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A warming sneak peek of My Kind Of Wonderful…

December Book of the Month

Chapter One

The wind whistled through the high Colorado Rocky Mountain peaks, stirring up a dusting of snow as light as the powdered sugar on the donut that Hudson Kincaid was stuffing into his face as he rode the ski lift.

Breakfast of champions, and in three minutes when he hit the top of Cedar Ridge, he’d have the adrenaline rush to go with it. As head of ski patrol, he’d already had his daily before‑the‑asscrack‑of‑dawn debriefing with his crew. They’d set up the fencing and ropes to keep skiers in the proper runs and safe. They’d checked all the sleds to make sure their equipment was in working order.

Now he had time for one quick run before they ran rescue drills for a few hours, and then he was on to a board meeting—aka fight with his siblings. One run, ten glorious minutes to himself, and he was going to make it Devil’s Face, the most challenging on the mountain.

Go big or go home. That was the Kincaid way.

Just then the radio at his hip chirped news about a report of someone in trouble at the top of Devil’s Face, and Hud shook his head.

So much for a few minutes to himself.

Ah, well, it was the life, his life, and he’d chosen it. At the top of the lift, he hit the snow at a fast clip. He’d seen a lot here on their mountain and even more on his monthly shifts as a cop in town. It was safe to say that not much surprised him anymore.

So when three minutes later he found a girl sitting just off center at the top of Devil’s Face, her skis haphazardly stuck into the snow at her side, he didn’t even blink.

Her down jacket was sunshine yellow, her helmet cherry red. She sat with her legs pulled up to her chest, her chin on her knees, wearing ski boots as neon green as neon green could get and staring contemplatively at the heart‑stopping view in front of her.

Hud stopped a few feet away so as to not startle her, but she didn’t budge. He looked around to make sure this was the person of interest. Sharp, majestic snow‑covered peaks in a three‑hundred‑sixty‑degree vista. Pine-scented air so pure that at this altitude it hurt to breathe. There was no one else up here. They were on top of the world.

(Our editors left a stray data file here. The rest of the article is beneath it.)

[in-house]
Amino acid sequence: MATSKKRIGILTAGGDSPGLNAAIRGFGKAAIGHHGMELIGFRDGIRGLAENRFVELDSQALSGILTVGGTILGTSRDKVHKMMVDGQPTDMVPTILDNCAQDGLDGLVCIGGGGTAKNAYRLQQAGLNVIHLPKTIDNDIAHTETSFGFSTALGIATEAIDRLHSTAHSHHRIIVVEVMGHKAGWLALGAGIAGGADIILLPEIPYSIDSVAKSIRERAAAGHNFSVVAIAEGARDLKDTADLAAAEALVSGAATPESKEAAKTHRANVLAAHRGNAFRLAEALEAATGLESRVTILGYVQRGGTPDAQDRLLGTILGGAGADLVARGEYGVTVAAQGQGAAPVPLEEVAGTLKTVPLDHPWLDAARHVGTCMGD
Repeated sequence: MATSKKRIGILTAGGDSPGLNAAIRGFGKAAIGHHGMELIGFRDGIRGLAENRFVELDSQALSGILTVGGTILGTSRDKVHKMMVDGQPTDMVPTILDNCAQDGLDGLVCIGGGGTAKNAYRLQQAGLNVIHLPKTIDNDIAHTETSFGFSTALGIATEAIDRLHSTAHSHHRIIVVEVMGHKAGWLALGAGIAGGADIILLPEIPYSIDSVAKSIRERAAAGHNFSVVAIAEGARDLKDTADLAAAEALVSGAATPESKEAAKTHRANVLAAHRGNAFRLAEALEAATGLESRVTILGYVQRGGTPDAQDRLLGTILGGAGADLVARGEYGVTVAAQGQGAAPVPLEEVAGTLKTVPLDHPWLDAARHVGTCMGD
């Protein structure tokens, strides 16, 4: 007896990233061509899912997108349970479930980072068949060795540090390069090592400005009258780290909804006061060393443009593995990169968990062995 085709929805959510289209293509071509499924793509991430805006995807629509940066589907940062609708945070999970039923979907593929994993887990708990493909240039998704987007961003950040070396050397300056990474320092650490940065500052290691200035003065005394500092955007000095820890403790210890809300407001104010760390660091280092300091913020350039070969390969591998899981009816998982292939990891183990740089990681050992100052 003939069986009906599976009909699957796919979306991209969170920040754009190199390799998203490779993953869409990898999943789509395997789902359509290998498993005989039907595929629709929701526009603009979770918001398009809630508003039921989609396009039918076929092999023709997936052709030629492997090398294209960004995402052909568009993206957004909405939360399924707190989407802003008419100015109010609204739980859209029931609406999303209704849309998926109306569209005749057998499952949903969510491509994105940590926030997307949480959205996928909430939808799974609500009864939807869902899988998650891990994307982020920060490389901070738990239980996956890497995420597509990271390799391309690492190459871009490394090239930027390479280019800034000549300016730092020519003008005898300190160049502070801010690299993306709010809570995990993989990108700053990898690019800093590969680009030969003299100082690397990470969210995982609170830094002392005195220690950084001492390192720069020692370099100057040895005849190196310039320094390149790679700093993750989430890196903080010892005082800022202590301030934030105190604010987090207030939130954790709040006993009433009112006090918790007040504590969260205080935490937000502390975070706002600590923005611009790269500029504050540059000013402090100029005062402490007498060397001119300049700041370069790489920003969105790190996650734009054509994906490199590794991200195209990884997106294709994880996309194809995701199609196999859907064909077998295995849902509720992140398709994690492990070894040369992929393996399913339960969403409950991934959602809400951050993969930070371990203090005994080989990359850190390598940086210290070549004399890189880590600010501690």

Not smart on her part. The weather had been particularly volatile lately. Right now it was clear as a bell and a crisp thirty degrees, but that could change in a blink. High winds were forecasted, as was another foot of snow by midnight. But even if a storm wasn’t due to move in, no one should ski alone. And especially no one should ski alone on Devil’s Face, a thirty‑ five‑hundred‑foot vertical run that required a great deal of skill and in return promised dizzying speeds. There was a low margin for error up here where one little mistake could mean a trip to the ER.

Even Hud didn’t ski alone. He had staff all over this place—a few of them at the ski patrol outpost only a few hundred yards away, another group at the ski lift he’d just left, even more patrolling the resort boundaries—all of them connected to each other by constant radio contact.

“Hey,” he called out. “You okay?”


Hud glided on his skis the last few feet between them and touched her shoulder. She jerked and craned her neck, at the same time pulling off her helmet and yanking out her earbuds. Tinny music burst out from them loud enough to make him wonder if she still had any hearing at all.

“Sorry,” she said. “Did you say something?”

Not a girl but a woman, and without her helmet, Hud realized he’d actually seen her before. Earlier that morning she’d been in the parking lot, sitting on the back bumper of her car and pulling on her ski boots, all while singing along with the radio to the new Ed Sheeran song. He couldn’t tell now behind her dark sunglasses, but he knew she had eyes the color of today’s azure sky and that she shouldn’t give up her day job to become a singer because she couldn’t hold a tune. “I asked if you’re okay,” he said.

She removed her sunglasses and gave him a sassy look that said the question was ridiculous.

She’d worn a tight ski cap beneath her helmet, also cherry red, with no hair visible and enough layers of clothing that she was utterly shapeless. But that didn’t matter. Her bright eyes sparkled with something that looked a whole lot like the best kind of trouble.


MY KIND OF WONDERFUL, the second funny and heartwarming novel in Jill Shalvis’ Cedar Ridge series, is out 2nd December!

And SECOND CHANCE SUMMER, the gorgeous first book in the Cedar Ridge series, is out now!